After months of uncertainty, nobody was sure what the NRL would look like when it came back.
- The return of the NRL delivered several historic performances
- Some feared injuries and slow play in the return of the NRL, but these fears were unfounded
- Brisbane forward Payne Haas is setting a new benchmark for big-man endurance
Player welfare was a concern after players in German football suffered a large number of soft tissue injuries when that league returned two weeks ago.
But over the weekend, after weeks of boardroom battles and broadcast biffs, football fans could finally focus on what was on the field.
And rather than break down with injury, these players stepped up.
Haas clocks 80 mins
Payne Haas, the man looming as the major contender for Jason Taumalolo’s crown as the NRL’s best forward was relentless in the blazing opener between the Parramatta Eels and his Brisbane Broncos.
Although Brisbane lost, Haas played 80 minutes and contributed 196 metres, including 97 post-contact metres, according to NRL.com Stats.
The video above shows his ability to penetrate the defensive line and offload … and even stick a miraculous catch when the tank had just about run dry.
For a man so big, his workload is rare.
Big men — for these purposes, those heavier than 112kg — have booked fewer than 300 80-minute games in the past five seasons.
Those at Haas’s weight of 119kg or more have recorded fewer than 40.
Haas has now done it three matches in a row in 2020.
His Broncos face the Roosters on Thursday evening this week.
Warriors almost perfect
Everyone’s second-favourite team delivered an almost perfect outing against the Dragons.
Despite facing challenges to preparation associated with relocating to Australia, the Warriors won 18-0.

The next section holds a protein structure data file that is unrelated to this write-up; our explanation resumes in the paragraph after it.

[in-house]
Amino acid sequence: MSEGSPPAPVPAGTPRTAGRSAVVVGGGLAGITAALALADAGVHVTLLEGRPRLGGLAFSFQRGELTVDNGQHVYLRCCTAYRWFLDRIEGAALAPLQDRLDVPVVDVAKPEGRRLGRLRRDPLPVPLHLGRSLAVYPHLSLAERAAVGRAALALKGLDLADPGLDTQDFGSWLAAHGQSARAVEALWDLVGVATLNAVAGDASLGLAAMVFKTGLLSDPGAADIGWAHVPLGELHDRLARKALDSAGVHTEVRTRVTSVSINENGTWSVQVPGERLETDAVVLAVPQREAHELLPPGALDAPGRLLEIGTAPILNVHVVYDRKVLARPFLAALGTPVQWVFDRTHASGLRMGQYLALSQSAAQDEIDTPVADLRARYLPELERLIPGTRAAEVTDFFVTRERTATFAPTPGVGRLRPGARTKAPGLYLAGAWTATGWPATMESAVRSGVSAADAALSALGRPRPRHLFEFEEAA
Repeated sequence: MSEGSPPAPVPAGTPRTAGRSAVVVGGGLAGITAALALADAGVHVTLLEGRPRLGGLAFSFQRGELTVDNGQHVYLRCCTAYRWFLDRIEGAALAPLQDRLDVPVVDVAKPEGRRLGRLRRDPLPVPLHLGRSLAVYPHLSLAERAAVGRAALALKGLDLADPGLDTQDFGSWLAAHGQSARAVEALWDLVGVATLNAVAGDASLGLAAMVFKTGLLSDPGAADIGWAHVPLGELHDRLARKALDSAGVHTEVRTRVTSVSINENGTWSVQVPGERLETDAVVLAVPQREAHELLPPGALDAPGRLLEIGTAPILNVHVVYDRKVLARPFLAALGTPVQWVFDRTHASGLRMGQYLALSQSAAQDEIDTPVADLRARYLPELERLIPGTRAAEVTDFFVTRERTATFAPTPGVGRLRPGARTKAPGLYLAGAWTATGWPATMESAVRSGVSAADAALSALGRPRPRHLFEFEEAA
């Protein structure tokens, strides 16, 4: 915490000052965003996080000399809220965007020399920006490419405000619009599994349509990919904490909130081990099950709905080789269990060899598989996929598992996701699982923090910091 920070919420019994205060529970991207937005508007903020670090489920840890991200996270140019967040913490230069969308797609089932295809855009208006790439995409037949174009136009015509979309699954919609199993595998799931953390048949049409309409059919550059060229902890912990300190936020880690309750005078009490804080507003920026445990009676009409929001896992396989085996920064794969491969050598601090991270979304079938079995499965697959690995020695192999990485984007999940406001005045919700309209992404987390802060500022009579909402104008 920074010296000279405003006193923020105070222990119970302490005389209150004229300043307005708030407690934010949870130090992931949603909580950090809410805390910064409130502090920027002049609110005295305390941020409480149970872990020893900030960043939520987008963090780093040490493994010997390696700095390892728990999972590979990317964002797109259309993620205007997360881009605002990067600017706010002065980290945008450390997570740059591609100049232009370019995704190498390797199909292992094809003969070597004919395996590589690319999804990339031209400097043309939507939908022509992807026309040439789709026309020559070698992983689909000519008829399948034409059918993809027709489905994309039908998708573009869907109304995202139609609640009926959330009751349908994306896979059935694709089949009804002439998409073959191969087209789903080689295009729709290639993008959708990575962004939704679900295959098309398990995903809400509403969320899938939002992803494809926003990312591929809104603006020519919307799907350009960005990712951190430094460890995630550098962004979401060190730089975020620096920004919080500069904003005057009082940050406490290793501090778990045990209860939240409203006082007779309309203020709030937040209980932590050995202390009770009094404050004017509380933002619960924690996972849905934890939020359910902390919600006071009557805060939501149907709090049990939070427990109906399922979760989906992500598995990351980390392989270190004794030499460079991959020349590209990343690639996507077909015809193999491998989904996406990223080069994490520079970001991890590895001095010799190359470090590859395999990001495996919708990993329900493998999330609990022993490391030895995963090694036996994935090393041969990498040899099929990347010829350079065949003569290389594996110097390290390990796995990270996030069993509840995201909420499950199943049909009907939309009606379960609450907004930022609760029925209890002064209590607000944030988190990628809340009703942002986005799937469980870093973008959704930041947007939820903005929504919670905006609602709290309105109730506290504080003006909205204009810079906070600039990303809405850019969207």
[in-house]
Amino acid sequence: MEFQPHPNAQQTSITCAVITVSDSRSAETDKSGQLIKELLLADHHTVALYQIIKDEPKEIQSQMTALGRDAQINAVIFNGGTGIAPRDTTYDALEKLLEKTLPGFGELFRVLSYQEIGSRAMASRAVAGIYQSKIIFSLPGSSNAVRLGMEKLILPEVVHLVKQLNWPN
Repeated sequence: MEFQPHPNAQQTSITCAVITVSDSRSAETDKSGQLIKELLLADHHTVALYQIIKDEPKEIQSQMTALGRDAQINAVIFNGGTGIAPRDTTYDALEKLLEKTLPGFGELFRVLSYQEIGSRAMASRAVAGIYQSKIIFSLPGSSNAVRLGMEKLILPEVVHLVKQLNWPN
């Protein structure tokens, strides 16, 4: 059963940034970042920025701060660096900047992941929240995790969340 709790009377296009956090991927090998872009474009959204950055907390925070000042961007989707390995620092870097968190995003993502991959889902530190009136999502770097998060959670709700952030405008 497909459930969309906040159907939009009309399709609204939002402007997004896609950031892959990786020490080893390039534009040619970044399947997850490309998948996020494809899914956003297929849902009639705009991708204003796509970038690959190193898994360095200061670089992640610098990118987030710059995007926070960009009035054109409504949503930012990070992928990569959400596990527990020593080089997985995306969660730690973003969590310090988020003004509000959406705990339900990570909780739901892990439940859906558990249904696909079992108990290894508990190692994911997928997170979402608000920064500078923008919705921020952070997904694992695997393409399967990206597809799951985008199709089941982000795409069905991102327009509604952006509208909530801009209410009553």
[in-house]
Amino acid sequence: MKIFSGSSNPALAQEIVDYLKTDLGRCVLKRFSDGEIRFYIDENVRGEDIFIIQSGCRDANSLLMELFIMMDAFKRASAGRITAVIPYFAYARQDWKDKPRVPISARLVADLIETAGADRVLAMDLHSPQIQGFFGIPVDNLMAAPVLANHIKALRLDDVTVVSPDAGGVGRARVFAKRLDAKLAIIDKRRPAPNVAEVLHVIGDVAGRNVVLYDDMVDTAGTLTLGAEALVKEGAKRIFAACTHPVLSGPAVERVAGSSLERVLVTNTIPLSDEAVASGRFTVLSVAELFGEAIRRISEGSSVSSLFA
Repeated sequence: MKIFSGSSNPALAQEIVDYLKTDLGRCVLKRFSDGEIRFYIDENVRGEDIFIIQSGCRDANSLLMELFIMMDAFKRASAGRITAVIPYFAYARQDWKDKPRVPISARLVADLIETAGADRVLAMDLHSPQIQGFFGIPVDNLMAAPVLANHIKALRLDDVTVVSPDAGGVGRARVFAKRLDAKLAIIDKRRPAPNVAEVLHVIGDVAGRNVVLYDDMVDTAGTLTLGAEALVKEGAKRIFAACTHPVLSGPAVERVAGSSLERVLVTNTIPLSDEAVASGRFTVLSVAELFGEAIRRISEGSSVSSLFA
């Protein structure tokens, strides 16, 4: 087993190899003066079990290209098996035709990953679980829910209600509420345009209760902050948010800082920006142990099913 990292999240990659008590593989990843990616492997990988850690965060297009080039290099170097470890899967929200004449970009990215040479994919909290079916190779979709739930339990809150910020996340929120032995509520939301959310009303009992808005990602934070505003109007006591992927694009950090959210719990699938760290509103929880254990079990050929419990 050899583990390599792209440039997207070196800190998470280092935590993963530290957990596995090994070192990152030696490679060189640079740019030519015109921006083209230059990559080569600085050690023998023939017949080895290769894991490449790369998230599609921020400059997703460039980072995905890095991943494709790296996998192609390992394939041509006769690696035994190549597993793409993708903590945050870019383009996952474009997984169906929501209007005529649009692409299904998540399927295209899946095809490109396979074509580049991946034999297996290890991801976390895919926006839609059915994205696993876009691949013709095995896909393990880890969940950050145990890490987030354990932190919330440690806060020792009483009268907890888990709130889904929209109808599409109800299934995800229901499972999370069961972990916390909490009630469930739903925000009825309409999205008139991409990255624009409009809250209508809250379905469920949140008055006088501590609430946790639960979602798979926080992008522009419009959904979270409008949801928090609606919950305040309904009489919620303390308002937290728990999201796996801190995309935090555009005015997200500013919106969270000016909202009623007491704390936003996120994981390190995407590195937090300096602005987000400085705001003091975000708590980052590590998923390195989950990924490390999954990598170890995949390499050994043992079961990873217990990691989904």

But if the victory alone sounds impressive, the way the Kiwis pulled it off was actually close to perfect.
They recorded 44 consecutive successful sets of possession to open the match.
But the run — reported as an NRL record in the days since — ended in the 75th minute with a mistake from rookie second-rower Jack Murchie.
The Milton-Ulladulla Bulldogs junior lost the ball in a wrestle with three Dragons.
The call was contentious enough to be challenged, though ultimately upheld.
But just what was Tyson Frizell doing with his left arm?
His team might have suffered a defeat, but Dragons hooker Cameron McInnes recorded a historic performance.
Seventy-five tackles in one game — close to one every minute — is the third highest tally in the NRL era.
Only Michael Luck with 78 for Storm against the Warriors and then-Panther Elijah Taylor with 77 versus the Cowboys in 2015 have more, according to NRL.com.
McInnes’ performance is all the more impressive given this was his return after a serious knee injury in February.
His next highest total is 72 in 2017, the year he landed at Kogarah and earned a City call-up.
Sports scientist Joel Mason recently researched injuries suffered by footballers in May’s return of the German Bundesliga football competition.
He found injuries were about three times more common in the first week back compared to normal, especially soft-tissue injuries such as muscle strains.
But NRL players have mostly avoided that fate.
Injury analyst Brien Seeney counted just 6 injuries across the 8 matches.
Unfortunately for Newcastle, two of those were playmaker Mitchell Pearce and hooker Connor Watson in the first 10 minutes of the Panthers clash.
Bad luck Burton
The depleted Knights held on for a draw against Penrith, but not after Panthers’ five-eighth Matt Burton missed five chances to win the game.
In the past five years, just one other player has missed five field goal attempts in a match: Gold Coast’s Ashley Taylor in 2016.
Benji Marshall missed four in 2015.
Coach Ivan Cleary described Burton, playing in his second first grade match, as “brave” after the game.
“I’ve seen plenty of kids — either with field goals or goal kicks — when they’re not going so well for you, and then hand it over to someone else.
“The more he took, the closer he was going to get.”